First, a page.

A carbon tax shift would be progressive. For example, someone who owns a 10,000 square foot house is likely to use much more energy for heating and cooling than someone who lives in a small house. There would be some exceptions for people who pay  the extra cost of installing their own solar energy systems, but they would still have to pay the tax on the carbon dioxide embodied in all the products they consume.  As a general rule, the more you consume, the more carbon dioxide you emit – both directly and in form of the energy embodied in the products you buy.  Thus, a carbon tax shift would take more revenue from wealthier people who consume more, and it would return this revenue as a tax credit given equally to everyone.

Market vs. Command Economy

In addition, a carbon tax would be more efficient than a cap-and-trade system, because the carbon tax takes advantage of the market economy while a cap-and-trade system is a modified form of command-and-control economy.  This is the main economic argument for a carbon tax.

A carbon tax uses the market to lets people choose the emission reductions that are easiest for them to make.  For example, many people may be quite willing to shift from frozen foods to canned foods that use less energy and from beef to chicken that emits less methane.  As the tax goes up and products’ emissions are reflected in their prices, consumers will choose to shift away from more expensive products that give them the least benefit, like  these, and still consume the more expensive products that are most important to them.

By contrast, a cap-and-trade system allocates an emissions cap to each industry based on the decisions of a government bureaucracy, which will be heavily lobbied by those industries.  For example, even if Americans are quite willing to eat more canned foods and chicken, the frozen food and beef industries have enough lobbying power that their emissions would not be limited more than other industries’.  Of course, the trading part of the cap-and-trade introduces some market flexibility into the system, but it is unlikely that the frozen food and beef industry would do enough trading to reduce their emissions as much as they would be reduced with a carbon tax, because this could virtually eliminate these industries.  Thus, cap-and-trade would protect products that consumers want less, sacrificing products that we want more.

In addition, it is difficult for a cap-and-trade system to set effective caps, because industry lobbies the agencies that set the caps. The European Union has had a cap-and-trade system since January 1, 2005, with a trading system so complex that they designated Phase 1 a trial-and-error period, used to learn lessons that  they would use to improve the system in Phase 2, beginning in 2008. They created such high caps in Phase 1 that emissions had a very low price in trading, so the system has done little to reduce emissions so far.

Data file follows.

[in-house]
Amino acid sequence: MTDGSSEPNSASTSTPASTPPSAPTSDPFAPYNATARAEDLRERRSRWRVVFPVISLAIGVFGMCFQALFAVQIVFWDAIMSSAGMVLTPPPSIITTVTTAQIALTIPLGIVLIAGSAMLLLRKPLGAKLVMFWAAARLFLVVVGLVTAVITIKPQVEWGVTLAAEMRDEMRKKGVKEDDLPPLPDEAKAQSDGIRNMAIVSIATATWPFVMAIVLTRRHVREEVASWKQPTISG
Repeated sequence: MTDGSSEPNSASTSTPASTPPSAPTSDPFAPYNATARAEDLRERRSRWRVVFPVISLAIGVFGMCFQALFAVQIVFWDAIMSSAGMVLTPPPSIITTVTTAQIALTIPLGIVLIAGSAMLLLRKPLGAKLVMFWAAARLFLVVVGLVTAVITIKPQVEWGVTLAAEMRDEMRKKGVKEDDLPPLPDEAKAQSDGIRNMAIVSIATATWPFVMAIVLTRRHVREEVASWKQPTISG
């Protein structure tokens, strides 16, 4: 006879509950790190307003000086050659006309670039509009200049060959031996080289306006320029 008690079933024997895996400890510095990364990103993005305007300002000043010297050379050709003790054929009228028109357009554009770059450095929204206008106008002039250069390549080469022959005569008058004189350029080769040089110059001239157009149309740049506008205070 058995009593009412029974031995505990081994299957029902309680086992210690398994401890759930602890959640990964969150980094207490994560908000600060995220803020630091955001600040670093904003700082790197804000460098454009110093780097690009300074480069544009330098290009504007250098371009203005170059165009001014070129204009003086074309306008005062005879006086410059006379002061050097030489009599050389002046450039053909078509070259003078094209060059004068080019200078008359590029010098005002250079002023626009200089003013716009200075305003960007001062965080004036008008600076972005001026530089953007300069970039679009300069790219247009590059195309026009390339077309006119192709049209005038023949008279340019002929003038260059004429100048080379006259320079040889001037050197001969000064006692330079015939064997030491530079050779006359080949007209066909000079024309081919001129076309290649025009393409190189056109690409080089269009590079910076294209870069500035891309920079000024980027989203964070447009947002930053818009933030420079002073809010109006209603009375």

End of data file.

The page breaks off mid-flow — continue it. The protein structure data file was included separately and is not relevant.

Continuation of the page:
It is much simpler and more effective to have a carbon tax that increases by a fixed amount each year without being subject to industry lobbying.  The tax should be set at a level that would lower emissions in 2050 to 80% of their 1990 level, the amount needed to keep the global temperature increases below 3.6 degrees Fahrenheit, which is needed to prevent global warming from causing a major increase in extreme weather events such as droughts, heat waves and hurricanes.

Political Feasibility

The conventional wisdom says that only cap-and-trade is politically feasible.  But this is true because cap-and-trade has gained support from business because it offers windfall profits to businesses that reduce carbon dioxide emissions more than required. 

We could change what is politically feasible by emphasizing that cap-and-trade means the money generated by the system goes only to businesses, while a carbon tax shift means that the money goes equally to every taxpayer.

We should also emphasize that, with this sort of a plan, the majority of Americans would not pay any income tax: after a decade or two, only the very rich would still pay income tax, and most Americans would get a check back from the IRS instead of paying taxes. 

There would be some short-term economic sacrifice with any plan to reduce carbon emissions, because cheap and dirty energy from coal and other fossil fuels would be replaced by more expensive clean energy at first.  Initially, we will have to pay extra for energy, but we will be better off because we avoid the global warming caused by dirty energy.  After a time, new technologies should bring down the cost of clean energy.

The immediate issue is what happens to the money that used as an incentive to convince people to shift to clean energy.  With cap-and-trade, that money would go to businesses that sell emission credits.  With a carbon tax shift, that money would go back to all taxpayers equally to help them pay the higher energy prices.

It is important politically to emphasize that this is a tax shift rather than a tax increase. We should highlight this fact by calling it a “carbon tax shift” instead of a “carbon tax.” 

In fact, a bill proposing this plan would probably be very successful if it were named “The Global Warming Reduction and Income Tax Reduction Bill.”